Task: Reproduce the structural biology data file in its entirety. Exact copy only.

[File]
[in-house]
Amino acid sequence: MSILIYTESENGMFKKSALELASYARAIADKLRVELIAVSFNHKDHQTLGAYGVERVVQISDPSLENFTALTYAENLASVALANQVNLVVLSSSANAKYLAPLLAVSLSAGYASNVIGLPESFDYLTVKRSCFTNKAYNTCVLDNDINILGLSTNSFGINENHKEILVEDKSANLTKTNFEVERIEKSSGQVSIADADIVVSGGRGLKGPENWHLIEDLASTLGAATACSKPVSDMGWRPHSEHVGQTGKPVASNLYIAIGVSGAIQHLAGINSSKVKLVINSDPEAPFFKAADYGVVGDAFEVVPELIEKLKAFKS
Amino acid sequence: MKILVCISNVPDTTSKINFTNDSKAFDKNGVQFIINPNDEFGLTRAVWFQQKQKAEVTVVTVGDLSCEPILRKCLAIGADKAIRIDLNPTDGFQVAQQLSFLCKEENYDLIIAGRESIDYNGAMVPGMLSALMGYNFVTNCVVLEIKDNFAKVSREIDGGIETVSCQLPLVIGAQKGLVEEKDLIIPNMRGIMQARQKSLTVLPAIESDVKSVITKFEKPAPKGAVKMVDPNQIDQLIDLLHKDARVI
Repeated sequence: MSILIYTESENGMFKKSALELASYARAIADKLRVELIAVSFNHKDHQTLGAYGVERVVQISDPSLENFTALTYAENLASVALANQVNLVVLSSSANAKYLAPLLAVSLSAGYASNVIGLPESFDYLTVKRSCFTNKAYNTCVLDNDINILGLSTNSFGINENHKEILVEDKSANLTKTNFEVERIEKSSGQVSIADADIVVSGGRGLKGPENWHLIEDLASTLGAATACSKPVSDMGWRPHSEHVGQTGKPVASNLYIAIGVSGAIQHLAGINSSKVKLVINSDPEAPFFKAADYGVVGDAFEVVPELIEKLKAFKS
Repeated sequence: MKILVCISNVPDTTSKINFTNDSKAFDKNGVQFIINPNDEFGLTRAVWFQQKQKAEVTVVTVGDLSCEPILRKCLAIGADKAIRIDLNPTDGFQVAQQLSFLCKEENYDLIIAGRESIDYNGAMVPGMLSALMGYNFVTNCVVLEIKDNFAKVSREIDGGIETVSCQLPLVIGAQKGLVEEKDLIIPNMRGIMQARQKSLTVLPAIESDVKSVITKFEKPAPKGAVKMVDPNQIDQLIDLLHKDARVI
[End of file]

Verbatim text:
[in-house]
Amino acid sequence: MSILIYTESENGMFKKSALELASYARAIADKLRVELIAVSFNHKDHQTLGAYGVERVVQISDPSLENFTALTYAENLASVALANQVNLVVLSSSANAKYLAPLLAVSLSAGYASNVIGLPESFDYLTVKRSCFTNKAYNTCVLDNDINILGLSTNSFGINENHKEILVEDKSANLTKTNFEVERIEKSSGQVSIADADIVVSGGRGLKGPENWHLIEDLASTLGAATACSKPVSDMGWRPHSEHVGQTGKPVASNLYIAIGVSGAIQHLAGINSSKVKLVINSDPEAPFFKAADYGVVGDAFEVVPELIEKLKAFKS
Amino acid sequence: MKILVCISNVPDTTSKINFTNDSKAFDKNGVQFIINPNDEFGLTRAVWFQQKQKAEVTVVTVGDLSCEPILRKCLAIGADKAIRIDLNPTDGFQVAQQLSFLCKEENYDLIIAGRESIDYNGAMVPGMLSALMGYNFVTNCVVLEIKDNFAKVSREIDGGIETVSCQLPLVIGAQKGLVEEKDLIIPNMRGIMQARQKSLTVLPAIESDVKSVITKFEKPAPKGAVKMVDPNQIDQLIDLLHKDARVI
Repeated sequence: MSILIYTESENGMFKKSALELASYARAIADKLRVELIAVSFNHKDHQTLGAYGVERVVQISDPSLENFTALTYAENLASVALANQVNLVVLSSSANAKYLAPLLAVSLSAGYASNVIGLPESFDYLTVKRSCFTNKAYNTCVLDNDINILGLSTNSFGINENHKEILVEDKSANLTKTNFEVERIEKSSGQVSIADADIVVSGGRGLKGPENWHLIEDLASTLGAATACSKPVSDMGWRPHSEHVGQTGKPVASNLYIAIGVSGAIQHLAGINSSKVKLVINSDPEAPFFKAADYGVVGDAFEVVPELIEKLKAFKS
Repeated sequence: MKILVCISNVPDTTSKINFTNDSKAFDKNGVQFIINPNDEFGLTRAVWFQQKQKAEVTVVTVGDLSCEPILRKCLAIGADKAIRIDLNPTDGFQVAQQLSFLCKEENYDLIIAGRESIDYNGAMVPGMLSALMGYNFVTNCVVLEIKDNFAKVSREIDGGIETVSCQLPLVIGAQKGLVEEKDLIIPNMRGIMQARQKSLTVLPAIESDVKSVITKFEKPAPKGAVKMVDPNQIDQLIDLLHKDARVI